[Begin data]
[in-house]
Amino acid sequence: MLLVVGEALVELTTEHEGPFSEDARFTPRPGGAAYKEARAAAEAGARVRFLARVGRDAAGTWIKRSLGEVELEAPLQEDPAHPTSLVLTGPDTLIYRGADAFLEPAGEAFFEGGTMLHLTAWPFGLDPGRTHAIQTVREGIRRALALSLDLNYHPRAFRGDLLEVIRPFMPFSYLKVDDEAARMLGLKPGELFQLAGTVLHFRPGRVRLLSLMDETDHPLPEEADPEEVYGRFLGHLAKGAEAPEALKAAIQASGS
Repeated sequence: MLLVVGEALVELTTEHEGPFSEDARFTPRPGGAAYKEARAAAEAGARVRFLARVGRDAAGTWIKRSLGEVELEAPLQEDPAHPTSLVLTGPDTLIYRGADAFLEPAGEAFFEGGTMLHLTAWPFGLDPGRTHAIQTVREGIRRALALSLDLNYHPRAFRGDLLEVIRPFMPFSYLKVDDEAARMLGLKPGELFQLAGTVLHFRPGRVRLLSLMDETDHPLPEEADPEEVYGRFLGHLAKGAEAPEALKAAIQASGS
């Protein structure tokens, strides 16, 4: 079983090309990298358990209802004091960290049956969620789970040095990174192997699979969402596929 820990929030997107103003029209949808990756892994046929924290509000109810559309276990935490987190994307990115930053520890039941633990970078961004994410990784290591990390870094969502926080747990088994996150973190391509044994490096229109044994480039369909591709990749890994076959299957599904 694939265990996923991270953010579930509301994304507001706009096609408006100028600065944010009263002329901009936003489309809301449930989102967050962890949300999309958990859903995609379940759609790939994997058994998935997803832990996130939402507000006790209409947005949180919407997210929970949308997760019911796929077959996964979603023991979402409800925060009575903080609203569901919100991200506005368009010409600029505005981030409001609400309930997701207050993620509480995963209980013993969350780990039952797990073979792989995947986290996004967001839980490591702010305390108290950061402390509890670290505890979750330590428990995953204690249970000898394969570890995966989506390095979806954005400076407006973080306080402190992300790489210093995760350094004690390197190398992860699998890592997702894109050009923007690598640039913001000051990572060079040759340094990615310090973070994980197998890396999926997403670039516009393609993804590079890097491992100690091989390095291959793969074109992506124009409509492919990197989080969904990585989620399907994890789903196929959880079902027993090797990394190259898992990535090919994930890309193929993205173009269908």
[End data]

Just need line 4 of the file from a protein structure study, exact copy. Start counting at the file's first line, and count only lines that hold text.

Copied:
């Protein structure tokens, strides 16, 4: 079983090309990298358990209802004091960290049956969620789970040095990174192997699979969402596929 820990929030997107103003029209949808990756892994046929924290509000109810559309276990935490987190994307990115930053520890039941633990970078961004994410990784290591990390870094969502926080747990088994996150973190391509044994490096229109044994480039369909591709990749890994076959299957599904 694939265990996923991270953010579930509301994304507001706009096609408006100028600065944010009263002329901009936003489309809301449930989102967050962890949300999309958990859903995609379940759609790939994997058994998935997803832990996130939402507000006790209409947005949180919407997210929970949308997760019911796929077959996964979603023991979402409800925060009575903080609203569901919100991200506005368009010409600029505005981030409001609400309930997701207050993620509480995963209980013993969350780990039952797990073979792989995947986290996004967001839980490591702010305390108290950061402390509890670290505890979750330590428990995953204690249970000898394969570890995966989506390095979806954005400076407006973080306080402190992300790489210093995760350094004690390197190398992860699998890592997702894109050009923007690598640039913001000051990572060079040759340094990615310090973070994980197998890396999926997403670039516009393609993804590079890097491992100690091989390095291959793969074109992506124009409509492919990197989080969904990585989620399907994890789903196929959880079902027993090797990394190259898992990535090919994930890309193929993205173009269908």